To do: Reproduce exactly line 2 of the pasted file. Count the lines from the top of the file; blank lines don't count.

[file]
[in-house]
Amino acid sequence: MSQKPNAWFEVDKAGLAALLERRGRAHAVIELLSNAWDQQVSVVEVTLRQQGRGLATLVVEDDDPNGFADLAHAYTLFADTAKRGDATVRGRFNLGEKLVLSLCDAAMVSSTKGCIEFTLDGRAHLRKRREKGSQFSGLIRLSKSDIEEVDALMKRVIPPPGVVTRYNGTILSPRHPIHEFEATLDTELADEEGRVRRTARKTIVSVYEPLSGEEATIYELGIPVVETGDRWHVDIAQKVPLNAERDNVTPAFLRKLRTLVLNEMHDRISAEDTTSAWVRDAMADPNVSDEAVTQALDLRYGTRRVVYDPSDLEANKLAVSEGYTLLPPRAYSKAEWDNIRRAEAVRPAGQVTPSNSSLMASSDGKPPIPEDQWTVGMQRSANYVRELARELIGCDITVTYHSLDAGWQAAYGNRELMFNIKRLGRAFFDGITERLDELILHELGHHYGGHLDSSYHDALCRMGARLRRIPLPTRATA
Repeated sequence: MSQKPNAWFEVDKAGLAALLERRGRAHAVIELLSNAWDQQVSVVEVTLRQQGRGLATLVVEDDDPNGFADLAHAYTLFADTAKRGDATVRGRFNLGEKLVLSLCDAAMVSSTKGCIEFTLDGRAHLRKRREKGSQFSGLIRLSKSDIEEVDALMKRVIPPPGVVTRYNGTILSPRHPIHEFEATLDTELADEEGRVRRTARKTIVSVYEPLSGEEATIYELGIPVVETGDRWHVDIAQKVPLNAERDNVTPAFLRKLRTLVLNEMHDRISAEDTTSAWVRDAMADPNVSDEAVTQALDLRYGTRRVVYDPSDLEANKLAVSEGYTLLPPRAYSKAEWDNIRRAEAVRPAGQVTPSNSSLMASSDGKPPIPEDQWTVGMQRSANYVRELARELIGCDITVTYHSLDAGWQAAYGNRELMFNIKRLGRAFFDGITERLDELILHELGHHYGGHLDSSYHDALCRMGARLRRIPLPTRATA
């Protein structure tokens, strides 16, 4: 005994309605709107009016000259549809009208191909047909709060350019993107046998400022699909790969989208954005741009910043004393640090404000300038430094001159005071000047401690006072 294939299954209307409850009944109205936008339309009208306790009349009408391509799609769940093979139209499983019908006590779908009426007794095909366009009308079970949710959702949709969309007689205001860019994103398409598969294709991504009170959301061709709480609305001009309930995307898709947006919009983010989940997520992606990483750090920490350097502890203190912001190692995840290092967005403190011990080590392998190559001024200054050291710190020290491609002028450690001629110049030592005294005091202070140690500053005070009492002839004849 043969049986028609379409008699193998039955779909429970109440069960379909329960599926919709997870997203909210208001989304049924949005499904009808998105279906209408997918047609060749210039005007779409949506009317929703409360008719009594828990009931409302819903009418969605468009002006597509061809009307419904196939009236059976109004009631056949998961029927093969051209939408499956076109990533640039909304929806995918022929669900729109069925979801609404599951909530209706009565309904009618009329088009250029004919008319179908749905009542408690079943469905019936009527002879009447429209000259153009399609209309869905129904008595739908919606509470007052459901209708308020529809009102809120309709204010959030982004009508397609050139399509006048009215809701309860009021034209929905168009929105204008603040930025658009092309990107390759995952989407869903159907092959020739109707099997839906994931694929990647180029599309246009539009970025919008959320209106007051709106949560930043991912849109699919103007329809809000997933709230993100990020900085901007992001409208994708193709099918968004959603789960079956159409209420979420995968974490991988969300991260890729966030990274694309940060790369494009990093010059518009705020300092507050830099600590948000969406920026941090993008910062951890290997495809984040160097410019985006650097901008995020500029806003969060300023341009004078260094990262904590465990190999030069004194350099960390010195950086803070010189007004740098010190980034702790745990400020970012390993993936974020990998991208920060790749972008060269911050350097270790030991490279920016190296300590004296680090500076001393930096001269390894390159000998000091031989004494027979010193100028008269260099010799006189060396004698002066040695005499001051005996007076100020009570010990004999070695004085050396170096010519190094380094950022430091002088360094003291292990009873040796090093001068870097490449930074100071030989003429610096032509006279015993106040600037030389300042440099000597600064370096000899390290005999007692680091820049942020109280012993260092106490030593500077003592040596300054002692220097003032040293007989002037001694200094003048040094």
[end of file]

Amino acid sequence: MSQKPNAWFEVDKAGLAALLERRGRAHAVIELLSNAWDQQVSVVEVTLRQQGRGLATLVVEDDDPNGFADLAHAYTLFADTAKRGDATVRGRFNLGEKLVLSLCDAAMVSSTKGCIEFTLDGRAHLRKRREKGSQFSGLIRLSKSDIEEVDALMKRVIPPPGVVTRYNGTILSPRHPIHEFEATLDTELADEEGRVRRTARKTIVSVYEPLSGEEATIYELGIPVVETGDRWHVDIAQKVPLNAERDNVTPAFLRKLRTLVLNEMHDRISAEDTTSAWVRDAMADPNVSDEAVTQALDLRYGTRRVVYDPSDLEANKLAVSEGYTLLPPRAYSKAEWDNIRRAEAVRPAGQVTPSNSSLMASSDGKPPIPEDQWTVGMQRSANYVRELARELIGCDITVTYHSLDAGWQAAYGNRELMFNIKRLGRAFFDGITERLDELILHELGHHYGGHLDSSYHDALCRMGARLRRIPLPTRATA